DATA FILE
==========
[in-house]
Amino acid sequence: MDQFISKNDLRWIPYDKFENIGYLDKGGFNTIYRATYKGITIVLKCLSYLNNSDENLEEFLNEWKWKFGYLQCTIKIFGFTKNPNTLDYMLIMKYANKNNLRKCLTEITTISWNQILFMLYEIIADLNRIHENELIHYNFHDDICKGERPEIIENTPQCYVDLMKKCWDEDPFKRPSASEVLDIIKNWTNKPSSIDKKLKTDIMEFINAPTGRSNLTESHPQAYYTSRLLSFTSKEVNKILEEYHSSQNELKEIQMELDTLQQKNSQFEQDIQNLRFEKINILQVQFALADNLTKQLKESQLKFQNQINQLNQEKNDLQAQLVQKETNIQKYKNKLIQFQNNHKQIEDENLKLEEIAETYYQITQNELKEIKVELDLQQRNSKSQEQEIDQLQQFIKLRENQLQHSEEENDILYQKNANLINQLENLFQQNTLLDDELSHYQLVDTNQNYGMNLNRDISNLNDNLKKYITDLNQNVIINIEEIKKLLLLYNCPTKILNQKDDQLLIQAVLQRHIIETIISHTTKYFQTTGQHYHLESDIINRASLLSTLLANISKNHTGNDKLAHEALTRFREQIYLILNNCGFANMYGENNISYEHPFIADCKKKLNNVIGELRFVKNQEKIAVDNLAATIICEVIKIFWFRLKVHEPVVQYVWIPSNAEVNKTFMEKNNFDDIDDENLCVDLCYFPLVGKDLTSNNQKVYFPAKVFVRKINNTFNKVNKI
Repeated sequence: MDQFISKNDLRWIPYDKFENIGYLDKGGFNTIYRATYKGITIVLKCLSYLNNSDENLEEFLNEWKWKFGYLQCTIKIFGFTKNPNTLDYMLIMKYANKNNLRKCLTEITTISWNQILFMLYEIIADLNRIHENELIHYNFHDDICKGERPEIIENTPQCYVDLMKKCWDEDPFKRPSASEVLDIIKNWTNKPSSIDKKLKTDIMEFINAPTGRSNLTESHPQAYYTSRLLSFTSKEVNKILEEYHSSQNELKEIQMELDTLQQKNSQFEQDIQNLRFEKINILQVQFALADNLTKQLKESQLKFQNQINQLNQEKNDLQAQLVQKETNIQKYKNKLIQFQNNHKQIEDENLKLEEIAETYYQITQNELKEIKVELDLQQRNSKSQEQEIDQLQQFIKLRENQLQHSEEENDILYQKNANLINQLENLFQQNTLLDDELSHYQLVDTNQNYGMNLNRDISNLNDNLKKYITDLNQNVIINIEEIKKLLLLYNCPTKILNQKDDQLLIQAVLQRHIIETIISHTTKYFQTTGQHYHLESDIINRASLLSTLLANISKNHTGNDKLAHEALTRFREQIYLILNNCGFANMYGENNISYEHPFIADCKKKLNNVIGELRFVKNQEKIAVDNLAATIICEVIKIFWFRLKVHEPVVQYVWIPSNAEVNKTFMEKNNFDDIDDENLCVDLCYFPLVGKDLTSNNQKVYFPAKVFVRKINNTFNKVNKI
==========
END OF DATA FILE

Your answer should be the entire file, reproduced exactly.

[in-house]
Amino acid sequence: MDQFISKNDLRWIPYDKFENIGYLDKGGFNTIYRATYKGITIVLKCLSYLNNSDENLEEFLNEWKWKFGYLQCTIKIFGFTKNPNTLDYMLIMKYANKNNLRKCLTEITTISWNQILFMLYEIIADLNRIHENELIHYNFHDDICKGERPEIIENTPQCYVDLMKKCWDEDPFKRPSASEVLDIIKNWTNKPSSIDKKLKTDIMEFINAPTGRSNLTESHPQAYYTSRLLSFTSKEVNKILEEYHSSQNELKEIQMELDTLQQKNSQFEQDIQNLRFEKINILQVQFALADNLTKQLKESQLKFQNQINQLNQEKNDLQAQLVQKETNIQKYKNKLIQFQNNHKQIEDENLKLEEIAETYYQITQNELKEIKVELDLQQRNSKSQEQEIDQLQQFIKLRENQLQHSEEENDILYQKNANLINQLENLFQQNTLLDDELSHYQLVDTNQNYGMNLNRDISNLNDNLKKYITDLNQNVIINIEEIKKLLLLYNCPTKILNQKDDQLLIQAVLQRHIIETIISHTTKYFQTTGQHYHLESDIINRASLLSTLLANISKNHTGNDKLAHEALTRFREQIYLILNNCGFANMYGENNISYEHPFIADCKKKLNNVIGELRFVKNQEKIAVDNLAATIICEVIKIFWFRLKVHEPVVQYVWIPSNAEVNKTFMEKNNFDDIDDENLCVDLCYFPLVGKDLTSNNQKVYFPAKVFVRKINNTFNKVNKI
Repeated sequence: MDQFISKNDLRWIPYDKFENIGYLDKGGFNTIYRATYKGITIVLKCLSYLNNSDENLEEFLNEWKWKFGYLQCTIKIFGFTKNPNTLDYMLIMKYANKNNLRKCLTEITTISWNQILFMLYEIIADLNRIHENELIHYNFHDDICKGERPEIIENTPQCYVDLMKKCWDEDPFKRPSASEVLDIIKNWTNKPSSIDKKLKTDIMEFINAPTGRSNLTESHPQAYYTSRLLSFTSKEVNKILEEYHSSQNELKEIQMELDTLQQKNSQFEQDIQNLRFEKINILQVQFALADNLTKQLKESQLKFQNQINQLNQEKNDLQAQLVQKETNIQKYKNKLIQFQNNHKQIEDENLKLEEIAETYYQITQNELKEIKVELDLQQRNSKSQEQEIDQLQQFIKLRENQLQHSEEENDILYQKNANLINQLENLFQQNTLLDDELSHYQLVDTNQNYGMNLNRDISNLNDNLKKYITDLNQNVIINIEEIKKLLLLYNCPTKILNQKDDQLLIQAVLQRHIIETIISHTTKYFQTTGQHYHLESDIINRASLLSTLLANISKNHTGNDKLAHEALTRFREQIYLILNNCGFANMYGENNISYEHPFIADCKKKLNNVIGELRFVKNQEKIAVDNLAATIICEVIKIFWFRLKVHEPVVQYVWIPSNAEVNKTFMEKNNFDDIDDENLCVDLCYFPLVGKDLTSNNQKVYFPAKVFVRKINNTFNKVNKI